Thousands of mourners filed past George Floyd’s coffin before his funeral in his native Houston, Texas on Tuesday.
Many made the sign of the cross as they approached the open casket to say a last goodbye, while others took a knee or bowed their heads in silent prayer for a man who has become emblematic of the United States’s latest reckoning with racial injustice.
The six-hour viewing on Monday at The Fountain of Praise Church – which drew more than 6,000 people, organisers said – was the final stage in a series of ceremonies paying tribute to Floyd before he is laid to rest next to his mother in his hometown.
Mourners waited patiently in stifling Texas heat, wearing masks because of the coronavirus pandemic.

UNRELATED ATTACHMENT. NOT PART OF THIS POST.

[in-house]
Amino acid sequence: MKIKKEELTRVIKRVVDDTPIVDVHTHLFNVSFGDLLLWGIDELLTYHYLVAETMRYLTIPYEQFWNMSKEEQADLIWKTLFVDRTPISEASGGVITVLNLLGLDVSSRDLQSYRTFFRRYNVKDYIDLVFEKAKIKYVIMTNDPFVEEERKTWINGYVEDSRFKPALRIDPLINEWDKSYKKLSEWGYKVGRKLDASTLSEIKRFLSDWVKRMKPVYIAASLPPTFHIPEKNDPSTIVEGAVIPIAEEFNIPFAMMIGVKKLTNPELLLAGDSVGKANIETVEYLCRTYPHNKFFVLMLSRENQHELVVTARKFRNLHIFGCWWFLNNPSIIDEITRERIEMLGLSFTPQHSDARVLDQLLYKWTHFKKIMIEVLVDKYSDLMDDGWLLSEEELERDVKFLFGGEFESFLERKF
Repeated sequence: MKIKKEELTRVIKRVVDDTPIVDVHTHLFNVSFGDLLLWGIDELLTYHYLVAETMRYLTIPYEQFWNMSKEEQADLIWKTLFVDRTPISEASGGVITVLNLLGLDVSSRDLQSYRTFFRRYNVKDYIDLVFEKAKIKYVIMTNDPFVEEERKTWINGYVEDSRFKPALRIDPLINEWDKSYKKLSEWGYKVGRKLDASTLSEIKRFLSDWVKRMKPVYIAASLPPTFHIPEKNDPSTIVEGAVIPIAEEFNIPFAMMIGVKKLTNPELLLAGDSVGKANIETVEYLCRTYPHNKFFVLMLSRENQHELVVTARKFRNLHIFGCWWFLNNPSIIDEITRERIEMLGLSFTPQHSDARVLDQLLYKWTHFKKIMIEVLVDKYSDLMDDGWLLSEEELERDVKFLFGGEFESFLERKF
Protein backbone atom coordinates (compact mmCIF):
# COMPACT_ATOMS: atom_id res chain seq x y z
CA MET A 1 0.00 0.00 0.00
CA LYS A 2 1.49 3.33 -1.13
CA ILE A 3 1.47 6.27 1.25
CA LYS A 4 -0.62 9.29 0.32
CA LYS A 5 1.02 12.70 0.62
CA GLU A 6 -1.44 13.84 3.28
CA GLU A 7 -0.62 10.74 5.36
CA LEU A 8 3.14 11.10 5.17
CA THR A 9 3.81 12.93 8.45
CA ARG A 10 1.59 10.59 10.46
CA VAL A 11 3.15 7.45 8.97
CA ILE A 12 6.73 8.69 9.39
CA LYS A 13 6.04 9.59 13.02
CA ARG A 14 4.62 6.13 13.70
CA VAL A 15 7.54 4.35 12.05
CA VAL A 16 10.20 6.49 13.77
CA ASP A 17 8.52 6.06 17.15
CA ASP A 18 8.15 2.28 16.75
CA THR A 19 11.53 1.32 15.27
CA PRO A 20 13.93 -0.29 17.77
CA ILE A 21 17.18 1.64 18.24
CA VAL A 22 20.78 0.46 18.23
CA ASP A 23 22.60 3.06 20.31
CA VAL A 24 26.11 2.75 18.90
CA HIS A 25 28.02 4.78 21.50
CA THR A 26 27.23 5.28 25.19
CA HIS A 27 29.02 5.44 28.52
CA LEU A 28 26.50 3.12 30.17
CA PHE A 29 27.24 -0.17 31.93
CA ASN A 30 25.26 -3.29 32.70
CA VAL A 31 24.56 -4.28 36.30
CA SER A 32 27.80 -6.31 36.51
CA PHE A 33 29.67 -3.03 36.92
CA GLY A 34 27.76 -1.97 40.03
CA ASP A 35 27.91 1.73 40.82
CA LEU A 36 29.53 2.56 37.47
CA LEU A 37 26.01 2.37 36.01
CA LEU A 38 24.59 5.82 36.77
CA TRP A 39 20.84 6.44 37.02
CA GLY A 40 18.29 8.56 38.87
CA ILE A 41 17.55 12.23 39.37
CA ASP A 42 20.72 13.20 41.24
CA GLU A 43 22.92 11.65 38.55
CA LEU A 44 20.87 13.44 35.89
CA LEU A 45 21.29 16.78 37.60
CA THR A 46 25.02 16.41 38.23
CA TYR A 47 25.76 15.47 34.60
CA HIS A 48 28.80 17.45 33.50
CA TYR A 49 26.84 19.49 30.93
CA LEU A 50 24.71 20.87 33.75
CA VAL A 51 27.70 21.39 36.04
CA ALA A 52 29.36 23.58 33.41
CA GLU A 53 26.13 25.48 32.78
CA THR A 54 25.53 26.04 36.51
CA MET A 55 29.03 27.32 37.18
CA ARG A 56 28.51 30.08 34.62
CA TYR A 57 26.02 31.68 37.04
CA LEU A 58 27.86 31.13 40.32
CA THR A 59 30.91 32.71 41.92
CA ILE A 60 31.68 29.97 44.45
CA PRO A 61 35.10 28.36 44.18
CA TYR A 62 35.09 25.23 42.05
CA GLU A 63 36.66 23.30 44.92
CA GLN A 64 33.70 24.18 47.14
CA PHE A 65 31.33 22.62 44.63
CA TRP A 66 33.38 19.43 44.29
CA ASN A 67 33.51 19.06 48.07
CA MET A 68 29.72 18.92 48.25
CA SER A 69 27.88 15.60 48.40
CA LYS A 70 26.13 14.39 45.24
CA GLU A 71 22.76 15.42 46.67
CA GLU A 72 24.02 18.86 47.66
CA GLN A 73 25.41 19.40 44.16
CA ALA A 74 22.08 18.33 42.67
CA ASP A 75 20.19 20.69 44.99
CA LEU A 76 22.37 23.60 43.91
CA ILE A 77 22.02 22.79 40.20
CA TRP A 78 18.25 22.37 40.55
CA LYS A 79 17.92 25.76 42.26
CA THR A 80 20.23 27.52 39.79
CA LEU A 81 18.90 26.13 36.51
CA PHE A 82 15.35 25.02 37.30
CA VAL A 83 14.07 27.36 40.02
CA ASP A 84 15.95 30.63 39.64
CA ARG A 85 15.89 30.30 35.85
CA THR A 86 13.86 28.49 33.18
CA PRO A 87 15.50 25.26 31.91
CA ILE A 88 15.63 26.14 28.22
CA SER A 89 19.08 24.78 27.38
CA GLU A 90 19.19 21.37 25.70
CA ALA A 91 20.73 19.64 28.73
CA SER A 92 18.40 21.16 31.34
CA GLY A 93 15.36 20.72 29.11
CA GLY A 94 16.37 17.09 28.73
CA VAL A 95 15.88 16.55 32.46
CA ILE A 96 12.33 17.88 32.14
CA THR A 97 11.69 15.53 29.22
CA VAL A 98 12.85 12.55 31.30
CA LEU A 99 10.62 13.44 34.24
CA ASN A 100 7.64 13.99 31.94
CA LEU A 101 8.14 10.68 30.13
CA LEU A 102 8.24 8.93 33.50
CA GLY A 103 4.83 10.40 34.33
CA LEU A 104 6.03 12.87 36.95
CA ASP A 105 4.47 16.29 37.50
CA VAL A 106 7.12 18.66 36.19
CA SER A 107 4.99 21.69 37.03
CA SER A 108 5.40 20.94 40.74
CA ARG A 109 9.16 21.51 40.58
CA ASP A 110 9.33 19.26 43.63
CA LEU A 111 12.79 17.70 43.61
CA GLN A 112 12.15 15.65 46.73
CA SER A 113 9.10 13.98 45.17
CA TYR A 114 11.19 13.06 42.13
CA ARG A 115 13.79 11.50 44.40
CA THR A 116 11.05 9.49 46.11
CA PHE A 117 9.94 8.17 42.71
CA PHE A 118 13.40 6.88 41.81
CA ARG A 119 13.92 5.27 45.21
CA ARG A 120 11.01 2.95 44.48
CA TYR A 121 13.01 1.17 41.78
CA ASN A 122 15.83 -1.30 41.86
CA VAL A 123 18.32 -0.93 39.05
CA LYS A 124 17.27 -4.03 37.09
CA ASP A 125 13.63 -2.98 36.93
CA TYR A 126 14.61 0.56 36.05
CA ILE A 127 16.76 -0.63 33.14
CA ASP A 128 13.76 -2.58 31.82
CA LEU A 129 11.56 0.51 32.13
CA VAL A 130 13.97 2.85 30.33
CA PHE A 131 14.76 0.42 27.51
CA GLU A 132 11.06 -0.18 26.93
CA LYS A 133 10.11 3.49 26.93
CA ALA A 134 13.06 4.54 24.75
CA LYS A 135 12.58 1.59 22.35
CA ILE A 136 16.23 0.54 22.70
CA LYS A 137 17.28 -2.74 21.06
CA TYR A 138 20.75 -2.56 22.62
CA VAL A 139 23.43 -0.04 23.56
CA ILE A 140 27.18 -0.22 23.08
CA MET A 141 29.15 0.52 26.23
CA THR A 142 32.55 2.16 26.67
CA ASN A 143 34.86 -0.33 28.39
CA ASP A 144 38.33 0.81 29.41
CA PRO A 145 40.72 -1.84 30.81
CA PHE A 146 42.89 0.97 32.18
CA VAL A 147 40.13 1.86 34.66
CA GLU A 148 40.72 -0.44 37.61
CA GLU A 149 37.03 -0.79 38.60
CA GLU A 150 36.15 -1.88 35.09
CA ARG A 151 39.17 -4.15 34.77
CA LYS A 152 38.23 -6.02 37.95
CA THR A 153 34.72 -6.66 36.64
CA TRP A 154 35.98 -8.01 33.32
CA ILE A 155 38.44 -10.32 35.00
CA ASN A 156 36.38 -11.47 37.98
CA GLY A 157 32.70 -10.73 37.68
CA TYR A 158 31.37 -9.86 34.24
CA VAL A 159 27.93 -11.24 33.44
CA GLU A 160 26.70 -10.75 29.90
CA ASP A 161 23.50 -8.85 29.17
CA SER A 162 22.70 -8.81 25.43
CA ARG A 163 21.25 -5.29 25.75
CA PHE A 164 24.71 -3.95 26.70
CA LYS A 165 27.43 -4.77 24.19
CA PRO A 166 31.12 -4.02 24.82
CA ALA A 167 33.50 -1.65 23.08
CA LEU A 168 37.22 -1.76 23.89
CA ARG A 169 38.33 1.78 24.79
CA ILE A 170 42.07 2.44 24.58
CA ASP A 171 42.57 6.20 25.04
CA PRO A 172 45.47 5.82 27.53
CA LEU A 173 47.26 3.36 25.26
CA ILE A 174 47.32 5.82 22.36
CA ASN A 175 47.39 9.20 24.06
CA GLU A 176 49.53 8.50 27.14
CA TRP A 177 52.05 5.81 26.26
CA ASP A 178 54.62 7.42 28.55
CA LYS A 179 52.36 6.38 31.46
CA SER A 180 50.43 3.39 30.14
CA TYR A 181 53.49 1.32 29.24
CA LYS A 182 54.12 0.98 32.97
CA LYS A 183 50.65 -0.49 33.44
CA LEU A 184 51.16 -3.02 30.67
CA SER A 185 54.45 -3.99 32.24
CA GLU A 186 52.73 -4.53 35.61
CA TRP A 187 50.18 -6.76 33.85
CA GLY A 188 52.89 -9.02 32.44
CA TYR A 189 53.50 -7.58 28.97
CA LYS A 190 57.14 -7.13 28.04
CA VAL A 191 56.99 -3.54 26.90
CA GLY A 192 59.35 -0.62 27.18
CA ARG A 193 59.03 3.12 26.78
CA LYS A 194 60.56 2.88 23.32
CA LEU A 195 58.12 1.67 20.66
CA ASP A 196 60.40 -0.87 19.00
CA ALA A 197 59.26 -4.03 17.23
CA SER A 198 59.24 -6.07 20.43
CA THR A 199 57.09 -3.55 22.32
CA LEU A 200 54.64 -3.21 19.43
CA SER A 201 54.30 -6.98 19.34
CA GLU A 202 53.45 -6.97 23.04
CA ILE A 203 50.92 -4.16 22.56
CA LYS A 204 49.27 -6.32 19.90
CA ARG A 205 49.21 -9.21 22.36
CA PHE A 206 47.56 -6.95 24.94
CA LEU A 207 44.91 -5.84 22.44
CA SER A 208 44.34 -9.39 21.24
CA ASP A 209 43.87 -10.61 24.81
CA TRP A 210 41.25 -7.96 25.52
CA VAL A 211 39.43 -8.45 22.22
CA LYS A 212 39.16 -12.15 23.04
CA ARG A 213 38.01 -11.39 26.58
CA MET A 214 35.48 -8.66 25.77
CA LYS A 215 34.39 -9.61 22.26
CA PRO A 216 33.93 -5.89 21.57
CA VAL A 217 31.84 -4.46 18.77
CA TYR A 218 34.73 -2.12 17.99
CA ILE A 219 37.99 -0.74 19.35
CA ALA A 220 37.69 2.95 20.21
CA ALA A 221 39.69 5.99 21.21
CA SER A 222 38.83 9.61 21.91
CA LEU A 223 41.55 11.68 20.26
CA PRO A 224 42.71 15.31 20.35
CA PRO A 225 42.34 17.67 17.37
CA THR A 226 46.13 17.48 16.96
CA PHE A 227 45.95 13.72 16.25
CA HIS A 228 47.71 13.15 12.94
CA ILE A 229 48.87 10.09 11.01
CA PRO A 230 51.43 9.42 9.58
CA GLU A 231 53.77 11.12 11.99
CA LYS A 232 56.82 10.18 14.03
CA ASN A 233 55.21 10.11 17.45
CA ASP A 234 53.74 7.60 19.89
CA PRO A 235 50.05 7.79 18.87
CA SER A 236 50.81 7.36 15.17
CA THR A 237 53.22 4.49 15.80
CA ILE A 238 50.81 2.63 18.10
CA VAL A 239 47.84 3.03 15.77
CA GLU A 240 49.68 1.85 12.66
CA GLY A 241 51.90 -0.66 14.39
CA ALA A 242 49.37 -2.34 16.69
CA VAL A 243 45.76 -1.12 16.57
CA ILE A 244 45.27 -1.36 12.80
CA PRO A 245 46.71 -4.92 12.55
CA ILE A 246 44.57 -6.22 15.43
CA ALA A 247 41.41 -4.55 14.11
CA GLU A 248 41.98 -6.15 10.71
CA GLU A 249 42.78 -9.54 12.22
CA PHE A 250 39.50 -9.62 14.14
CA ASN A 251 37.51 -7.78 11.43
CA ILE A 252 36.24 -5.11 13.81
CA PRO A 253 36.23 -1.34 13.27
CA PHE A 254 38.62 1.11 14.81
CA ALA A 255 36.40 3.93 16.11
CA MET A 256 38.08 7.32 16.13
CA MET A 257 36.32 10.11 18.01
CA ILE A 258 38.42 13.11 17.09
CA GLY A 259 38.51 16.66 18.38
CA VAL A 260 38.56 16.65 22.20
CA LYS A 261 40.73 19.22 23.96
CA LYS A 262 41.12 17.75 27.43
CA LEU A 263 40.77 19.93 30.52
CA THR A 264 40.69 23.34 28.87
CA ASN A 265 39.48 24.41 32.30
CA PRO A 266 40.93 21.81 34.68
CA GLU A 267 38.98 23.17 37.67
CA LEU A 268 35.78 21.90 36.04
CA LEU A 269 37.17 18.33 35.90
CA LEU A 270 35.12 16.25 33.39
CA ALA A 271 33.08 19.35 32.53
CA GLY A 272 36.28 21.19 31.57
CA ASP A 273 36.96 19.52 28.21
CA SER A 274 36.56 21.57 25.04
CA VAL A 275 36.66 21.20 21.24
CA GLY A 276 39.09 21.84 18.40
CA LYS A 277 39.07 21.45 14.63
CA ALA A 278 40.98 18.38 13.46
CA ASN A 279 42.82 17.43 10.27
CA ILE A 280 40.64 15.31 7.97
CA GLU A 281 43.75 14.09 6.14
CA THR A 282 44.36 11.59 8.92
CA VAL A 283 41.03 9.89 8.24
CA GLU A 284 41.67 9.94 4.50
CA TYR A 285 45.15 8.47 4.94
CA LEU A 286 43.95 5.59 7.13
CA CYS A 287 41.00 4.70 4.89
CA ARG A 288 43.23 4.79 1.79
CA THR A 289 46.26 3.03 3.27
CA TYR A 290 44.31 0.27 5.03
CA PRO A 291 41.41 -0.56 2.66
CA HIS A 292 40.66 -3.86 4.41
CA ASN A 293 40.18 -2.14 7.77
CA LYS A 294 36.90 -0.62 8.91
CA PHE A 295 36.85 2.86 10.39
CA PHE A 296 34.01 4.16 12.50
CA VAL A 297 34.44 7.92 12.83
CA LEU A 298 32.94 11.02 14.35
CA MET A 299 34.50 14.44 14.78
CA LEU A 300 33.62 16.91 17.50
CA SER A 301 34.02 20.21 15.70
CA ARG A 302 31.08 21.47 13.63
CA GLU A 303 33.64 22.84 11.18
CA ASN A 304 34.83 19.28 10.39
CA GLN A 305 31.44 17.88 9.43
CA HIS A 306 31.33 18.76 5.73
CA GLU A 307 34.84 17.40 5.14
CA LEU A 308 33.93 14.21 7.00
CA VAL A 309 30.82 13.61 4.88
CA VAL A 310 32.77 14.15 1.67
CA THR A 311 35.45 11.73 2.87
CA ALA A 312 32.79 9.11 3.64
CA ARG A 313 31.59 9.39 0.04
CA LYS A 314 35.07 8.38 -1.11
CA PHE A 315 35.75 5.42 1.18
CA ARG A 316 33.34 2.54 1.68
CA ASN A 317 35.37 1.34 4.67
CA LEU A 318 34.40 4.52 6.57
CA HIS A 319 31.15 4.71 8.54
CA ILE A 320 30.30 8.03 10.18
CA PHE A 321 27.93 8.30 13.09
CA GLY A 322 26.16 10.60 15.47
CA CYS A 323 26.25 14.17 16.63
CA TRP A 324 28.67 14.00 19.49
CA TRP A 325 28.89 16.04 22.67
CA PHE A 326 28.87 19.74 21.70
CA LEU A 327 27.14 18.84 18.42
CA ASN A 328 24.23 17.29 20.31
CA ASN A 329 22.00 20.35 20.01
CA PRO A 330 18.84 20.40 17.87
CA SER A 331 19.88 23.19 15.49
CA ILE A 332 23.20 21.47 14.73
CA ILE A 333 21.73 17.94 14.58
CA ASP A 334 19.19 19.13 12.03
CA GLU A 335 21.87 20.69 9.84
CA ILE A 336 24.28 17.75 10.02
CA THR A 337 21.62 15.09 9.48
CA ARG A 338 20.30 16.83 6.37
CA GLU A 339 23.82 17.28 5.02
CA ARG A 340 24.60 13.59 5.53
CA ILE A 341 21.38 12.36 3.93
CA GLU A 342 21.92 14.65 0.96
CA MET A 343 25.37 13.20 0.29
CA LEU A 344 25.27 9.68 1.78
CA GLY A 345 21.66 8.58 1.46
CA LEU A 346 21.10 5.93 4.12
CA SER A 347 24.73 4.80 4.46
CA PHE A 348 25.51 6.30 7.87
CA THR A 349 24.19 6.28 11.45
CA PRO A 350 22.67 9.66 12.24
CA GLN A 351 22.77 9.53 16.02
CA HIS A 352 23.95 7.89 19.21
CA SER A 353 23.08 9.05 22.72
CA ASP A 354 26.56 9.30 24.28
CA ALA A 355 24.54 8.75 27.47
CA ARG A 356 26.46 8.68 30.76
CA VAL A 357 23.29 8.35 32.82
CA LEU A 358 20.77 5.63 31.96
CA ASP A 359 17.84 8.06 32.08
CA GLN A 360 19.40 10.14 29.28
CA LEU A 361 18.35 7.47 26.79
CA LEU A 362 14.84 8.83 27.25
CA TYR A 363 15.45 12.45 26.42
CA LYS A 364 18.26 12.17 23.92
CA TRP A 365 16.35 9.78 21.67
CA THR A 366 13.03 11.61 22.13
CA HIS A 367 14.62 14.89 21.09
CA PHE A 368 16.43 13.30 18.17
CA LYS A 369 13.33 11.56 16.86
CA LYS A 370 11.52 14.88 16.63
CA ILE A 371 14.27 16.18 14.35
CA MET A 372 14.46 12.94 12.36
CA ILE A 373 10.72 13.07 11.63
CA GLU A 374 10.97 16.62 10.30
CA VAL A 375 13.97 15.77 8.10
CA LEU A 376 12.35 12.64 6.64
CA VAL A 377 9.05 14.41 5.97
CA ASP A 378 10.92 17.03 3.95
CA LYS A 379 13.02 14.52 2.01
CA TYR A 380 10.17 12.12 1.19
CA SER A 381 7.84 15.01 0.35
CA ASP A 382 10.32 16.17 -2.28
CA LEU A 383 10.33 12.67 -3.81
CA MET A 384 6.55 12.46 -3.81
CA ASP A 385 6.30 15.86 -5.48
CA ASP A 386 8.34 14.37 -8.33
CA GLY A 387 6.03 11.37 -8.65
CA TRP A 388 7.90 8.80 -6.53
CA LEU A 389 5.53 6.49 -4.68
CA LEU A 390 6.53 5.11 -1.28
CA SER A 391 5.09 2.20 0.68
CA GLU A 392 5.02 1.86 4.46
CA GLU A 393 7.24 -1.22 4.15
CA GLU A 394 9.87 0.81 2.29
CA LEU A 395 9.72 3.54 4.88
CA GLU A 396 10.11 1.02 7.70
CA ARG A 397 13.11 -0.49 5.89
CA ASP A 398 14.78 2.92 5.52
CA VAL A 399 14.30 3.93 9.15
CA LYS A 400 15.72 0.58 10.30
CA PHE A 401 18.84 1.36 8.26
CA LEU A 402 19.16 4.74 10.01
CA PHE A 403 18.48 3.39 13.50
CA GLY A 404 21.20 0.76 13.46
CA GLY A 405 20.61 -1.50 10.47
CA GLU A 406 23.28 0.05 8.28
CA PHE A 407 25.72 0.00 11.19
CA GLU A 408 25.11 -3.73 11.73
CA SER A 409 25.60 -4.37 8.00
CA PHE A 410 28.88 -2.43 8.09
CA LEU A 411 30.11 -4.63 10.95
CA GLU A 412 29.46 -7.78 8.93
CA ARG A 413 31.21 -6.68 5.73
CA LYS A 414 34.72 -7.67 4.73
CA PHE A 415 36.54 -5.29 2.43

“It’s bringing us together as a country,” said Kevin Sherrod, 41, who was accompanied by his wife and two sons, aged eight and nine.
“Being here with my boys means a lot,” Sherrod added. “It is a time in history, and they will remember they were part of it.”
Floyd’s death, the latest in a long line of similar deaths of Black men, women and children at the hands of police, has unleashed protests for racial justice and against police brutality in the US and around the world.
Some US cities have already begun to embrace reforms – starting with bans on the use of tear gas and rubber-coated bullets.